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Robert Tannenbaum

Professor of Anderson School of Management, Emeritus

 Los Angeles



Bob Tannenbaum, whose humanist vision profoundly affected the field of organizational development for more than 50 years, died March 15, 2003 – but you don’t have to believe that if you don’t want to. If you choose not to, you’ll have plenty of company. Why erase from your mind the presence of a man who constantly affirms you! Bob gave so much to so many and always from the heart. Others also wrote theories extolling the importance of recognizing feelings, valuing human spirit, and raising consciousness to realize one’s inner potential. But unique was Tannenbaum whose ideas were made more profound by his personal being. People who came in contact with him instantly recognized his teachings whether or not they read what he wrote or focused on his words. And his presence had a ripple effect well beyond those who experienced him first hand.

Eventually becoming a psychologist without portfolio, Bob began his university work with an A.A. degree from Santa Ana Junior College (1935). He then moved on to the University of Chicago where he received an A.B. degree in business administration (1937) and a M.B.A. in accounting (1938). Concurrently, he took his first teaching job as instructor in accounting at Oklahoma A & M College (1937-39). He returned to Chicago in 1939 to begin Ph.D. studies in industrial relations. In 1942 he enlisted in the Navy serving as an officer in the Pacific teaching radar. In 1946 Bob returned to Chicago to finish his doctorate (1948). Upon completion he was recruited by Neil Jacoby, a former University of Chicago professor who was dean of UCLA’s College of Business Administration, later called the Graduate School of Management, now The Anderson School, where he built, taught and served with distinction until 1977 when he took early retirement.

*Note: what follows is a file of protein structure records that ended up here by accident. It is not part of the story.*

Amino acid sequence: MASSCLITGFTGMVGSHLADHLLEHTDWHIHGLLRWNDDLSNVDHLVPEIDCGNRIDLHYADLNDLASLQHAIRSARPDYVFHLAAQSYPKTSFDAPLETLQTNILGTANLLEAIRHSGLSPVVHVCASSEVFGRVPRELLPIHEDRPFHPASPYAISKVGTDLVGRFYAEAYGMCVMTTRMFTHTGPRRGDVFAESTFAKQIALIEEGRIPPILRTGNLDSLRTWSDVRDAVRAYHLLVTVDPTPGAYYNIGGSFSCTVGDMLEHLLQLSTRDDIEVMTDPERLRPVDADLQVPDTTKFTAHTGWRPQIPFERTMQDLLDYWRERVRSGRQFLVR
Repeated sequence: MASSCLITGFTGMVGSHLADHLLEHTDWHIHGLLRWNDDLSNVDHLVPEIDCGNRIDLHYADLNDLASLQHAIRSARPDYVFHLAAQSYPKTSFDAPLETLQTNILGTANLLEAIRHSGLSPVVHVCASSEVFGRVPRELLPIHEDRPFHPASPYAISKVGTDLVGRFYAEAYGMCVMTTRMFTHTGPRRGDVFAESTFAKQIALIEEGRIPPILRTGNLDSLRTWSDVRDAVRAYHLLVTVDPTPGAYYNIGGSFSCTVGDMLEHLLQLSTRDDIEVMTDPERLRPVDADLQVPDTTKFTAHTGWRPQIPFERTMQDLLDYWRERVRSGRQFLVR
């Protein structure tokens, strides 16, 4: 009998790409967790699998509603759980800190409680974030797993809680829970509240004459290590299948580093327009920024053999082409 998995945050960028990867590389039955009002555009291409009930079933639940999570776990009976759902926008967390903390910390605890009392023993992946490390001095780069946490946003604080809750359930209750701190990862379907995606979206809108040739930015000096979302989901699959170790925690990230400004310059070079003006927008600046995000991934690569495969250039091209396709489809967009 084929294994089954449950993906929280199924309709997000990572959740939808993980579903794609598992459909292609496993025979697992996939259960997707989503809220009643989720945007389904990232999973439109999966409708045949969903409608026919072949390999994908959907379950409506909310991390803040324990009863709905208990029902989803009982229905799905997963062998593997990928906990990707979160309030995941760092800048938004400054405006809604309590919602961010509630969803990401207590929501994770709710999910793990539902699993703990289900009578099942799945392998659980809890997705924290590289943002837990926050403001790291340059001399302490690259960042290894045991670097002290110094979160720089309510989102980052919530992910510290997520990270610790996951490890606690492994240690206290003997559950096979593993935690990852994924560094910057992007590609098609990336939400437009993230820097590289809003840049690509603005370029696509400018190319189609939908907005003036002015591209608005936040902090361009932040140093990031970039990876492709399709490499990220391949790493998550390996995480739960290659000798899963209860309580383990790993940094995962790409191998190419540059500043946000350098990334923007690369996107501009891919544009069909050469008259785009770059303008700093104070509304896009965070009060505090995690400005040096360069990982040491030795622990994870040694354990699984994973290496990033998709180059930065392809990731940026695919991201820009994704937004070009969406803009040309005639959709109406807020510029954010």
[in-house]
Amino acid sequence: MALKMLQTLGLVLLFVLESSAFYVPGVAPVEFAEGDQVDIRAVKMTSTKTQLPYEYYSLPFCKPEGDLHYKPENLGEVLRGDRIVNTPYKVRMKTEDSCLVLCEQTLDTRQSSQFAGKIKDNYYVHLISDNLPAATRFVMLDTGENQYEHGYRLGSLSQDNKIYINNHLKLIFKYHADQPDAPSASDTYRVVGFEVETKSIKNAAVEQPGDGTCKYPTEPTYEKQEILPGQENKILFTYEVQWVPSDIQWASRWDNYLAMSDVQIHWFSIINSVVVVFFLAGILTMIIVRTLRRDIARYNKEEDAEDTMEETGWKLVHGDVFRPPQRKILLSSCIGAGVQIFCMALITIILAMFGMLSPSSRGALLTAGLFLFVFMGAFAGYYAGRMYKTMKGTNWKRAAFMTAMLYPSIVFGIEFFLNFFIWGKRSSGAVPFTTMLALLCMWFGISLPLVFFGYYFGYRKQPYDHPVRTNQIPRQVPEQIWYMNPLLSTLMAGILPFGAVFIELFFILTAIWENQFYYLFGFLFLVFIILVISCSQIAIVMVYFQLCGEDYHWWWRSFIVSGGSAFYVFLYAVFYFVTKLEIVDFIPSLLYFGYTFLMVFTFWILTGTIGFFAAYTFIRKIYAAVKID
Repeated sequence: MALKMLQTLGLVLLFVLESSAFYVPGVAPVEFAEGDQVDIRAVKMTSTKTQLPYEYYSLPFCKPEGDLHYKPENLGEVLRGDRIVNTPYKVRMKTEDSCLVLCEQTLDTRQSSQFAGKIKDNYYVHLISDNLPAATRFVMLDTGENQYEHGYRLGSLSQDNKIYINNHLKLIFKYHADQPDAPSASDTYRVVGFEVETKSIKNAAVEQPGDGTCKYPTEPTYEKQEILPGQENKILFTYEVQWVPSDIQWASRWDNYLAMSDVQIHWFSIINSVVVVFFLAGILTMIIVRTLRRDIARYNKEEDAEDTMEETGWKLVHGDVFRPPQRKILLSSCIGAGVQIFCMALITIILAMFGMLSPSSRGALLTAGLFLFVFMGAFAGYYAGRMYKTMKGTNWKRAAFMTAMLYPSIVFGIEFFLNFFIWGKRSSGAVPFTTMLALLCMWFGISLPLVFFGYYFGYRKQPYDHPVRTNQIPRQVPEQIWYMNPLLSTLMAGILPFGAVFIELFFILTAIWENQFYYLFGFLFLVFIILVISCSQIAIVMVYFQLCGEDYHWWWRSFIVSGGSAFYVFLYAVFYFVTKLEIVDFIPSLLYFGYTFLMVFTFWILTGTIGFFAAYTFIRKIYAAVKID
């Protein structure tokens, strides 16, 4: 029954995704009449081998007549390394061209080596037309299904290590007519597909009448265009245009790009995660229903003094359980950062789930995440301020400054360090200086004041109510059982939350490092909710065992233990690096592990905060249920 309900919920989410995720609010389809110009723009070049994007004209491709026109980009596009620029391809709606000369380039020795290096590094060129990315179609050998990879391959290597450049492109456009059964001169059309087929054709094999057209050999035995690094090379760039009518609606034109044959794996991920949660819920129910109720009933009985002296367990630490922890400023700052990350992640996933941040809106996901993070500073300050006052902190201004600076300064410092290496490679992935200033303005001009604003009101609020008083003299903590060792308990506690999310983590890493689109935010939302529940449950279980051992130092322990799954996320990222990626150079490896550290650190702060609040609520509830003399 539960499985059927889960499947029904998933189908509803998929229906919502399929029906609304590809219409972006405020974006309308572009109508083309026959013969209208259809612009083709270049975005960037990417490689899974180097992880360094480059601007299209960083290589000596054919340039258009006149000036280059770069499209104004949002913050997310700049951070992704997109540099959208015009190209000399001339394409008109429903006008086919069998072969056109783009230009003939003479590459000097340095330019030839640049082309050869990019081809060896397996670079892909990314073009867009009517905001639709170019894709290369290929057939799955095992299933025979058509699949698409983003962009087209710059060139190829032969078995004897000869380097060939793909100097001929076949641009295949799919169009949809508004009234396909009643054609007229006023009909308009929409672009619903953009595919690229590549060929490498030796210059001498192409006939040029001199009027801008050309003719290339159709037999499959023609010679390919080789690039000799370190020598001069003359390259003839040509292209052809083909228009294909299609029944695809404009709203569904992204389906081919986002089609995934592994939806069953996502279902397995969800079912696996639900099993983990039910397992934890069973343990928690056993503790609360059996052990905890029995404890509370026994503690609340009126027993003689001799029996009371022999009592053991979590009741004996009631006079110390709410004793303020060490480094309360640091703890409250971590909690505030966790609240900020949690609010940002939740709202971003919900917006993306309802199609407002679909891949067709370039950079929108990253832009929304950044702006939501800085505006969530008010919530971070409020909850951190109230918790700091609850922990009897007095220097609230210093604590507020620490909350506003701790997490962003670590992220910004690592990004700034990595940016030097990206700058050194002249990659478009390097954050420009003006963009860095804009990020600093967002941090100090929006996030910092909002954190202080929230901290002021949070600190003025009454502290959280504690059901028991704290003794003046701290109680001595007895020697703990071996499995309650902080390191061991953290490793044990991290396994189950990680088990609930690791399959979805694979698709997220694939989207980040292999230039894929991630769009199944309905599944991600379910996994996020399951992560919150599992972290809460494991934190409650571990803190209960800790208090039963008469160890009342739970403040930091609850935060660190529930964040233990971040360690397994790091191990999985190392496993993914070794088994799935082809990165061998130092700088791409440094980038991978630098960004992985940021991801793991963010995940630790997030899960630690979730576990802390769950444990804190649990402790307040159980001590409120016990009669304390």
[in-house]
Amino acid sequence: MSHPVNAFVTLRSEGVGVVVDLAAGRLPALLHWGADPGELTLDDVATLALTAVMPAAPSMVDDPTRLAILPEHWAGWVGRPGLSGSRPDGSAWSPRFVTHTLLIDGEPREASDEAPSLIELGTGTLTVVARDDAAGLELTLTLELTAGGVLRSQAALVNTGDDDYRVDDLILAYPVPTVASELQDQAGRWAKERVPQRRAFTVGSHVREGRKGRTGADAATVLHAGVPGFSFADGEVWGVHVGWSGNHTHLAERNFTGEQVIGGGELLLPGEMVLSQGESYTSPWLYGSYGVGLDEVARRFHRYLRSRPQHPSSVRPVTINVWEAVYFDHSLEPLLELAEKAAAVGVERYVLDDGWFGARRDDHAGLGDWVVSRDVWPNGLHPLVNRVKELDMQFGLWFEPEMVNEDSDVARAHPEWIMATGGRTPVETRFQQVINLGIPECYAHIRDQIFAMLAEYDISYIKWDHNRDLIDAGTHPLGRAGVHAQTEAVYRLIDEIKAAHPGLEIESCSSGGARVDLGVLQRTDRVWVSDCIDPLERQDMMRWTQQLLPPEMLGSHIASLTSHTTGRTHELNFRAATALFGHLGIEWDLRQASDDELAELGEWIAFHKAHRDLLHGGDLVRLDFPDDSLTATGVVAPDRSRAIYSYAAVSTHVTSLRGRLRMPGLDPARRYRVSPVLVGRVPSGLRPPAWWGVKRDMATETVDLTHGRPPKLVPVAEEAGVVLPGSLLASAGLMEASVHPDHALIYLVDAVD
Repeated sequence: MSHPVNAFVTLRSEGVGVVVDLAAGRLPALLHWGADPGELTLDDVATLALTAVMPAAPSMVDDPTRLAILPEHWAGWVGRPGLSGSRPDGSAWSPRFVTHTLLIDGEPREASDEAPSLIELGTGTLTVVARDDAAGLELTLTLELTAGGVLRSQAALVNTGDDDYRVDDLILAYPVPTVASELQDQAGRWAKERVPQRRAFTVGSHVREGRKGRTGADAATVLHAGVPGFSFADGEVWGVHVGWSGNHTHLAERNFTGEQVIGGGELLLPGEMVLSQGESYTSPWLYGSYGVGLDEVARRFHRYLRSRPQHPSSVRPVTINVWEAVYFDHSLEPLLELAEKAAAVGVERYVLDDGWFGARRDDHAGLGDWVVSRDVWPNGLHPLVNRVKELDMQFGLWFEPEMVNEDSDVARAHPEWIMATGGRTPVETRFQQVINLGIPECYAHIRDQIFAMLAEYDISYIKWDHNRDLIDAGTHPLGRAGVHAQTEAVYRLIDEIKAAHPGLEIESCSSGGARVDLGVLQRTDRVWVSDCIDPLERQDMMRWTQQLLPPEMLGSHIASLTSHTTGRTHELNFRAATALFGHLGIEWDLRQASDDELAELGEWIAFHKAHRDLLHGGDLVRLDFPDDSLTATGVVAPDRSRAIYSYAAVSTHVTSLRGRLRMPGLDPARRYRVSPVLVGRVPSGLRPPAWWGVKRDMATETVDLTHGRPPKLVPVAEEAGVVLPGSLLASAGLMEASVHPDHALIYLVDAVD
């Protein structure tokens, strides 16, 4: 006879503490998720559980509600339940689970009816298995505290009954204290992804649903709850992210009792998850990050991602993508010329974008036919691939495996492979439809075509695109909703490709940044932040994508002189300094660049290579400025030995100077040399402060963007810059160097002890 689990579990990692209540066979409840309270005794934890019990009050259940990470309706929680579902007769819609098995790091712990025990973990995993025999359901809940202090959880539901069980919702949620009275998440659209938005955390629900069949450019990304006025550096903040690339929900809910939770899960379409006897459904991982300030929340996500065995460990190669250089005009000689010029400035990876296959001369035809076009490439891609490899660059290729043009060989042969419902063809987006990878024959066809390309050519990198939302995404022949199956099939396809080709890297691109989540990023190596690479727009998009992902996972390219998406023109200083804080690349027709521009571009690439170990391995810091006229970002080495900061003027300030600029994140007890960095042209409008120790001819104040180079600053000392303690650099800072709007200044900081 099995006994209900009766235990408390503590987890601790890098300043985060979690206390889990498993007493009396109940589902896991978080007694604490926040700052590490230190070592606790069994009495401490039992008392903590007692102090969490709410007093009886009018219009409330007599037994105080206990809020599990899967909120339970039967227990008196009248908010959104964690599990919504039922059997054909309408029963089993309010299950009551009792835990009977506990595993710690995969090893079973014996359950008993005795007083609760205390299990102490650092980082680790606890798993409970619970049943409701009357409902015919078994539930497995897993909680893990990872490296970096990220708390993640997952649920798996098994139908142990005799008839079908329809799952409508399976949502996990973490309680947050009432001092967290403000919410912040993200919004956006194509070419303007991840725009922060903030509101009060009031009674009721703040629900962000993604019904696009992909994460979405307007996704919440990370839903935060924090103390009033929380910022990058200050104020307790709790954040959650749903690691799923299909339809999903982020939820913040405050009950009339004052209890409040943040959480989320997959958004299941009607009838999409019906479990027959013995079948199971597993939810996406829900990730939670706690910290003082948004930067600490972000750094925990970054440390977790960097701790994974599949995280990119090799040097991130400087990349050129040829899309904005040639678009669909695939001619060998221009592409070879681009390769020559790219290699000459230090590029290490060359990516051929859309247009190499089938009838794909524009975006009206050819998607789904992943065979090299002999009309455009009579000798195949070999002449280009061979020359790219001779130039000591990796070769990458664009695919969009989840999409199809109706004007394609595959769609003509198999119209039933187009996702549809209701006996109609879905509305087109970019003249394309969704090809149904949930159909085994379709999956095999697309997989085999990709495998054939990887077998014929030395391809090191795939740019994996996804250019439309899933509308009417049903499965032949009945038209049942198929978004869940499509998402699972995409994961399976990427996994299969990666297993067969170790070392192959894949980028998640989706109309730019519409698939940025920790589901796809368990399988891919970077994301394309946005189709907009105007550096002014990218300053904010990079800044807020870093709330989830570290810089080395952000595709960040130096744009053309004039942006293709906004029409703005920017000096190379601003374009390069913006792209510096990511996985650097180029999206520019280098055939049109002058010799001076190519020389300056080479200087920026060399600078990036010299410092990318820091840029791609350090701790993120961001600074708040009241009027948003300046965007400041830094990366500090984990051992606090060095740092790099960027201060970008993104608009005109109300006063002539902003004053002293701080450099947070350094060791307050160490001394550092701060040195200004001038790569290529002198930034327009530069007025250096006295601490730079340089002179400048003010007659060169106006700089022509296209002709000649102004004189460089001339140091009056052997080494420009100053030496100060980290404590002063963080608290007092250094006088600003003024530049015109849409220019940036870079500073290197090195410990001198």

Bob’s first UCLA position was acting assistant professor and assistant research economist while his last, self-named, was professor of human systems development. Bootstrapping from deep-seated beliefs about the importance of personal consciousness and the capacities of people to grow themselves psychologically, with derivative payouts in interpersonal sensitivity, Tannenbaum’s work was a forerunner contributor to considerations of human capital as a corporate asset. From the 1950s through the 1970s, he was instrumental in establishing UCLA’s Graduate School of Management as a key center of thought and practice in the fields of organization development and leadership training. During this period he helped found the Western Training Lab, which promulgated a derivative of T-groups that became known as Sensitivity Training, and played an important role in the evolution of the NTL Institute of Applied Behavioral Science, which spearheaded the drive to utilize group dynamics as an important pedagogy for promoting increased awareness of self and impact on others as essential to team play in the corporate environment.